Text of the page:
In contrast to other polymeric insulation materials, silicones (also known as polydimethylsiloxanes) are not made up of a carbon to carbon backbone. Rather, they consist of repeating silicon-oxygen (siloxane) groups with two methyl groups each bonded to the silicon. As such, they differ widely from hydrocarbon-based materials. One accepted standard abbreviation for silicones is VMQ, where Q stands for rubber having silicon and oxygen in the polymer chain while M indicates that the material mainly contains methyl groups (CH3). V stands for the vinyl groups (R-CH=CH2) that represent the material’s curable species. This edited contribution to INMR by experts at Wacker Chemie in Germany discusses how it is this chemical structure that makes silicones able to satisfy important properties required across diverse power industry applications.
Stability Under UV Radiation
Silicones have a structure similar to organically modified quartz. The high bonding energy of the silicon to oxygen (Si-O) backbone provides stability against breakdown by UV irradiation. For example, the bonding energy of Si-O bonds is 444 kJ/mol versus only 348 kJ/mol for C-C bonds. Shortwave sunlight at 300 nm has an energy content of about 6.2×10-22 kJ (i.e. 398 kJ/mol) and can therefore cleave C-C bonds but not the Si-O bond that remains stable. Even high UV and harsh weather conditions such as found in coastal regions or deserts have little impact on this resistance property. Silicones show only slight changes in mechanical and wetting behavior, even after extended accelerated weathering testing in climatic chambers.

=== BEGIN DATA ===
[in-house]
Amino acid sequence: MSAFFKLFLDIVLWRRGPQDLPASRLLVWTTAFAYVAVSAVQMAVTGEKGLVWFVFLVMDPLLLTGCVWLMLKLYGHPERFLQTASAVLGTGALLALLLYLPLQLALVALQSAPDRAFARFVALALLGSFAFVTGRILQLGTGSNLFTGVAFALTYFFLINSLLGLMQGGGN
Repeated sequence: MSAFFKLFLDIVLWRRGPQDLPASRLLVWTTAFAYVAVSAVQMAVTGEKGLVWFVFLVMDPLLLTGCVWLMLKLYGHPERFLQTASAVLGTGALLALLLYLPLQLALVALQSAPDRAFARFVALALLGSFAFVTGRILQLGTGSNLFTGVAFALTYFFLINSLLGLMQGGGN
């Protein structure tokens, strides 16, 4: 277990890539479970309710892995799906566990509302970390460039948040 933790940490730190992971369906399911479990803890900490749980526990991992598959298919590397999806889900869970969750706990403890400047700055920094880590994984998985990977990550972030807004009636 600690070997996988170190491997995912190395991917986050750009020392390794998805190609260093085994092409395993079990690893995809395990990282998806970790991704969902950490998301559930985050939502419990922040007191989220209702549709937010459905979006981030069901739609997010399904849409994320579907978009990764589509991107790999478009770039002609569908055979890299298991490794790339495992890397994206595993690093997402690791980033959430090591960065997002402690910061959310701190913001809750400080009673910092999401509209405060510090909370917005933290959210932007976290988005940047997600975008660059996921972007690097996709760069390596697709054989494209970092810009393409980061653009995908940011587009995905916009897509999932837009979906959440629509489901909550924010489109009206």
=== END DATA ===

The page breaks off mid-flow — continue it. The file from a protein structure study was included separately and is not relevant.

Silicone polymers and molded components made with silicone elastomers exhibit low surface energy that does not allow water to spread out over their surface, i.e. a hydrophobic or water repellancy property. These highly desirable characteristics can be evaluated by measuring wetting angle of water droplets on the surface of silicone specimens.
Service experience confirms that leakage current along an electrically stressed hydrophobic surface is limited to low values. Wetting performance of insulation therefore increases compared to the same surface covered with a layer of film, as long as the droplet layer of water remains mostly intact. This same characteristic also extends to polluted surfaces as a result of the hydrophobicity transfer effect. Silicone elastomer formulations contain a tiny but not negligible amount of short-chain, low molecular weight (LMW) siloxane chains. When driven by a difference in concentration between the base silicone elastomer and the pollution layer, these mobile species migrate into and encapsulate the pollution layer. In fact, the rough surface of the now hydrophobic pollution layer often shows an even higher wetting angle than the shiny surface of the clean silicone. This effect promotes sustained hydrophobicity.